Conservative cabinet ministers shied away Thursday from questions about Health Canada’s decision to approve the abortion drug known as RU-486.
Justice Minister Peter MacKay declined to comment on the decision during a stop in Calgary to make an unrelated announcement.
“Oh gosh. I think that would best be directed to (Health) Minister (Rona) Ambrose,” he said.
“It is an issue of course for women, families, Canadians everywhere, but I think your question would best be directed to Health Canada.
“Personal opinions are best kept personal.”
Health Canada confirmed late Wednesday that it has approved the drug for use here, a decision that comes 2 1/2 years after the manufacturer’s application was submitted.
Women will need to obtain a prescription from a doctor to purchase the pill.
Defence Minister Jason Kenney and Michelle Rempel, minister of state for western economic diversification, were also in Calgary on Thursday and declined to comment.
Ambrose told reporters in St. Albert, Alta., that the decision did not rest with her.
“It’s out of my hands and the decision is final,” she said.
“Any of those details you would have to speak to the officials at Health Canada and the scientists that actually manage the regulatory approval process. I’m not involved in it.”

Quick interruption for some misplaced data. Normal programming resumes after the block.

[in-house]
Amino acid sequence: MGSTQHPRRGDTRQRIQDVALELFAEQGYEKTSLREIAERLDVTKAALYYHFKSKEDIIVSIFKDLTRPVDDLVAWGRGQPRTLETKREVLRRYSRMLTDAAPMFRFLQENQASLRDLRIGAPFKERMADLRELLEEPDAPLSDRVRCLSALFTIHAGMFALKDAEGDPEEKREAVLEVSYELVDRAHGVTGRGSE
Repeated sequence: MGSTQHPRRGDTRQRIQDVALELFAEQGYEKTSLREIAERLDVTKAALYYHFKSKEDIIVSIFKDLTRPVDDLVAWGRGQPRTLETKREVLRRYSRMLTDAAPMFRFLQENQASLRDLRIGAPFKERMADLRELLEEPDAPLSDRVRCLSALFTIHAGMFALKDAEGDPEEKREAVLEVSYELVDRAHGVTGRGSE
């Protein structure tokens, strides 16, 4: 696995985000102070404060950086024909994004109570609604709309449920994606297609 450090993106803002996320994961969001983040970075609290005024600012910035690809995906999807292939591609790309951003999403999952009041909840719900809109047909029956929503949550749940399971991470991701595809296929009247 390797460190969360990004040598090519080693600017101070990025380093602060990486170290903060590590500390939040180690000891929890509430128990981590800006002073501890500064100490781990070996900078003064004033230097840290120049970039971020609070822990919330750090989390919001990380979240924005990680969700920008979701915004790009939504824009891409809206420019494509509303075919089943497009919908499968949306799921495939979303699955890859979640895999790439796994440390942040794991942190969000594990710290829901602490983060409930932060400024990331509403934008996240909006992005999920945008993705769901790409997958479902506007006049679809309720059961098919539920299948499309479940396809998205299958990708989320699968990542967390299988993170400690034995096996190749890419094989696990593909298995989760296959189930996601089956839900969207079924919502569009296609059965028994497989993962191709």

Ambrose cancelled two events scheduled for Thursday afternoon and Friday in Edmonton and area. No reason was given.
A Conservative MP from Saskatchewan strongly condemned the government for approving the drug.
“It is a dangerous combination of drugs that destroys a woman’s tissues in the womb in order to kill her preborn child,” David Anderson, the member for Cypress Hills-Grasslands, said in a release.
“I am extremely disappointed that Health Canada would see this as acceptable to Canadians.”
Anderson declined an interview request.
The RU-486 drug has been available since 1988 in France and was approved for use in the United States in 2000.
Prof. Ashley Waddington, a family planning expert at Queen’s University in Kingston, Ont., praised Health Canada’s decision to approve the abortion pill.
She called it a step in the right direction for the government and Canadian women.
Waddington noted the move comes 10 years after the World Health Organization endorsed the drug on its list of essential medicines that all countries should have available.
“To be clear, medical abortion has been available in Canada for decades. However, Canadian women have had to rely on less effective, less safe medications for this purpose,” she said.
“This is a step in the right direction towards ensuring Canadian women have access to legal first trimester abortion care that is as safe and accessible as it is in other parts of the world.”
Vicki Saporta, CEO of the National Abortion Federation and its Canadian offshoot, NAF Canada, has said the drug probably won’t be available in Canada until early next year.
The federal election campaign is expected to begin as early as this weekend.
— With files from Bill Graveland in Calgary and CTV Edmonton